I have been reading an interesting little book by Sigmund Brouwer called, Who Made the Moon? He wrote it as a way of exploring the conversation he wants to have with his two young daughters. He wants to explain to them his faith in a creator God while living in a world of science and atheism. He wants to encourage them to think for themselves and ask good questions. He wants them to wrestle with both science and faith. It is an easy read and a good introduction to critical thinking as it pertains to the intersection of science and faith.

In the book, he has this quote from the astronomer, Robert Jastrow.

For the scientist who has lived by his faith in the power of reason, the story ends like a bad dream. He has scaled the mountains of ignorance; he is able to conquer the highest peak; as he pulls himself over the final rock, he is greeted by a band of theologians who have been sitting there for centuries.*

What I take away from the quote is that both science and theology will take us only so far. Both science and theology use their tools to investigate the nature of the universe and both will seek to answer the big questions of ultimate reality and how the universe came to be. But at the end of the day, both come to a place in which they cannot “see” anymore. At this highest peak, there are no more absolutes by which either can say for certain, this is the final answer. On the top of this mountain of ignorance, both must then resort to faith. This faith must either be rooted in an infinite universe or an infinite God; there is no more knowing – only faith. The distinction between the two faith perspectives is that one leads, at best, to uncertainty, and at worst, nihilism; while the other type of faith leads to hope.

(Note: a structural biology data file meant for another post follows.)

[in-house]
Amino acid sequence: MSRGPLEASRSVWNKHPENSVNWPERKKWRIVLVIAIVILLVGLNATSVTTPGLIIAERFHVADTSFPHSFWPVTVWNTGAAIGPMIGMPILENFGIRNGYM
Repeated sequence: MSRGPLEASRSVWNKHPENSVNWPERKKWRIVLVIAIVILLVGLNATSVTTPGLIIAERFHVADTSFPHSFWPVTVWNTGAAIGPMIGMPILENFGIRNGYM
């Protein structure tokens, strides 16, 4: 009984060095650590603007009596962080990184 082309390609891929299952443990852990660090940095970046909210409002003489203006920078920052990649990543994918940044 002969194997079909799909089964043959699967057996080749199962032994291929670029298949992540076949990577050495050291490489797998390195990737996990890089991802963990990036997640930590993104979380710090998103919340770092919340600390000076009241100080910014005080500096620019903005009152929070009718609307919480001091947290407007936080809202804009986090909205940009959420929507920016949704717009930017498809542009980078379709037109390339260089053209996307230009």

Sigmund Brouwer’s book is one more way to explore how we might think about our universe and continue to hold on to hope. Our hope rests in an ultimate promise that one day we will be able to say, “I have come home at last! This is my real country! I belong here. This is the land I have been looking for all my life, though I never knew it till now…Come further up, come further in!” (C.S. Lewis, The Last Battle.)

*Brouwer, Sigmund. Who Made the Moon? Nashville: Thomas Nelson, 2008. (Brouwer 2008) Ch. 4.

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